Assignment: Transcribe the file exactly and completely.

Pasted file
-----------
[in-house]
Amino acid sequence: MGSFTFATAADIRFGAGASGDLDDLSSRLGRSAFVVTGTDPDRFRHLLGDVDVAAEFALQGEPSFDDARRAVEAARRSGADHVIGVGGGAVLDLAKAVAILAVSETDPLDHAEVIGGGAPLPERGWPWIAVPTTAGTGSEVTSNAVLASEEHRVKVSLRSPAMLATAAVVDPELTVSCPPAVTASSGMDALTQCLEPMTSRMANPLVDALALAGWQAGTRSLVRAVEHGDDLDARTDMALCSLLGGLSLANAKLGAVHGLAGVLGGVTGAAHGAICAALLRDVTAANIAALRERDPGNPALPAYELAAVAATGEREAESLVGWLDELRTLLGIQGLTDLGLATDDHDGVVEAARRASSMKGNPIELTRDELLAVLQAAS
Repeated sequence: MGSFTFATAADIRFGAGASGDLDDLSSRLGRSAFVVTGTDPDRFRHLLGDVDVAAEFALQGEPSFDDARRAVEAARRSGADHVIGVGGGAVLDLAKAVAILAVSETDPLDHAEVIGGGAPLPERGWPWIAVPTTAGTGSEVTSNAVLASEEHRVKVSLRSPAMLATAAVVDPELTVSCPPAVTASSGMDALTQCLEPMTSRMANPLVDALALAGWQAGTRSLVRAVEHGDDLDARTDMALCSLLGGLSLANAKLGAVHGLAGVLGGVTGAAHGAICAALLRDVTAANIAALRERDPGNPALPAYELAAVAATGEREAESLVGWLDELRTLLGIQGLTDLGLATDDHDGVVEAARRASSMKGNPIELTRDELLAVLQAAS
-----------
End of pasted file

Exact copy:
[in-house]
Amino acid sequence: MGSFTFATAADIRFGAGASGDLDDLSSRLGRSAFVVTGTDPDRFRHLLGDVDVAAEFALQGEPSFDDARRAVEAARRSGADHVIGVGGGAVLDLAKAVAILAVSETDPLDHAEVIGGGAPLPERGWPWIAVPTTAGTGSEVTSNAVLASEEHRVKVSLRSPAMLATAAVVDPELTVSCPPAVTASSGMDALTQCLEPMTSRMANPLVDALALAGWQAGTRSLVRAVEHGDDLDARTDMALCSLLGGLSLANAKLGAVHGLAGVLGGVTGAAHGAICAALLRDVTAANIAALRERDPGNPALPAYELAAVAATGEREAESLVGWLDELRTLLGIQGLTDLGLATDDHDGVVEAARRASSMKGNPIELTRDELLAVLQAAS
Repeated sequence: MGSFTFATAADIRFGAGASGDLDDLSSRLGRSAFVVTGTDPDRFRHLLGDVDVAAEFALQGEPSFDDARRAVEAARRSGADHVIGVGGGAVLDLAKAVAILAVSETDPLDHAEVIGGGAPLPERGWPWIAVPTTAGTGSEVTSNAVLASEEHRVKVSLRSPAMLATAAVVDPELTVSCPPAVTASSGMDALTQCLEPMTSRMANPLVDALALAGWQAGTRSLVRAVEHGDDLDARTDMALCSLLGGLSLANAKLGAVHGLAGVLGGVTGAAHGAICAALLRDVTAANIAALRERDPGNPALPAYELAAVAATGEREAESLVGWLDELRTLLGIQGLTDLGLATDDHDGVVEAARRASSMKGNPIELTRDELLAVLQAAS